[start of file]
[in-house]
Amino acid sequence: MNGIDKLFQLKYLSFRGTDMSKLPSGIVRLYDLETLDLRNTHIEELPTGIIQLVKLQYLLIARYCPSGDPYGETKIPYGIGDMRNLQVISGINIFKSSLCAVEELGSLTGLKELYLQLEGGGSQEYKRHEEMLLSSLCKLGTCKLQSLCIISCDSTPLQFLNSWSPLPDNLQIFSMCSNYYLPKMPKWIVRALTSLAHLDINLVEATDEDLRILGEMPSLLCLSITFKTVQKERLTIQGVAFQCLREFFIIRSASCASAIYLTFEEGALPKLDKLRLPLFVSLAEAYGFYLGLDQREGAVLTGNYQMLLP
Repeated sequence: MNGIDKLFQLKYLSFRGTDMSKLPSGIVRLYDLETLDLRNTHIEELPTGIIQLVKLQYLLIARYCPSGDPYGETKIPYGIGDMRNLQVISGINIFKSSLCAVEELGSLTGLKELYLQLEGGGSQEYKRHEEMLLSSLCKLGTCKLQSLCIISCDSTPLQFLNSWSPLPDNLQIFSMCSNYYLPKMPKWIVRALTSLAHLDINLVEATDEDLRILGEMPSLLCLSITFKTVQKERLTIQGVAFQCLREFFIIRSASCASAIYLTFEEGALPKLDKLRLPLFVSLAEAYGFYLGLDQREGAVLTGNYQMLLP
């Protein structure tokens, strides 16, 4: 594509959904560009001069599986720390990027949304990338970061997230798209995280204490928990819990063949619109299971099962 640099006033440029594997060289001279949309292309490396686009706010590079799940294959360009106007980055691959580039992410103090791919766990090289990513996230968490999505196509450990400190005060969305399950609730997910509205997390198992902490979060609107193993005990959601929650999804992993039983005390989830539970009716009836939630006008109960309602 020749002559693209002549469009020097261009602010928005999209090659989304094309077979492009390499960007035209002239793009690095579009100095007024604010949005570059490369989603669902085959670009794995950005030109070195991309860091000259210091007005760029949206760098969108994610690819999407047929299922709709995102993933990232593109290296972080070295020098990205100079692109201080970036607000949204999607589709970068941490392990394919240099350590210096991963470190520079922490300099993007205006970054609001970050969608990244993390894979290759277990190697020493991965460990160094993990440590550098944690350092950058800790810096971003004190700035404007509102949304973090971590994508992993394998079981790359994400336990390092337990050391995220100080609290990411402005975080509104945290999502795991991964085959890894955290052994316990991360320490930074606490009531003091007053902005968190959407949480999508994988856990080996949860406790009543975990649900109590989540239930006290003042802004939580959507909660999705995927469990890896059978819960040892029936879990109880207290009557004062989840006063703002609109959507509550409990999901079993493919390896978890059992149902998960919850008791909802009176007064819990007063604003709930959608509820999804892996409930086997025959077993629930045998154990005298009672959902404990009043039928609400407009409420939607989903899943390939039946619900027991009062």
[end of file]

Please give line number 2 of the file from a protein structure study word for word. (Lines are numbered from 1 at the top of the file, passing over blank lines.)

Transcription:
Amino acid sequence: MNGIDKLFQLKYLSFRGTDMSKLPSGIVRLYDLETLDLRNTHIEELPTGIIQLVKLQYLLIARYCPSGDPYGETKIPYGIGDMRNLQVISGINIFKSSLCAVEELGSLTGLKELYLQLEGGGSQEYKRHEEMLLSSLCKLGTCKLQSLCIISCDSTPLQFLNSWSPLPDNLQIFSMCSNYYLPKMPKWIVRALTSLAHLDINLVEATDEDLRILGEMPSLLCLSITFKTVQKERLTIQGVAFQCLREFFIIRSASCASAIYLTFEEGALPKLDKLRLPLFVSLAEAYGFYLGLDQREGAVLTGNYQMLLP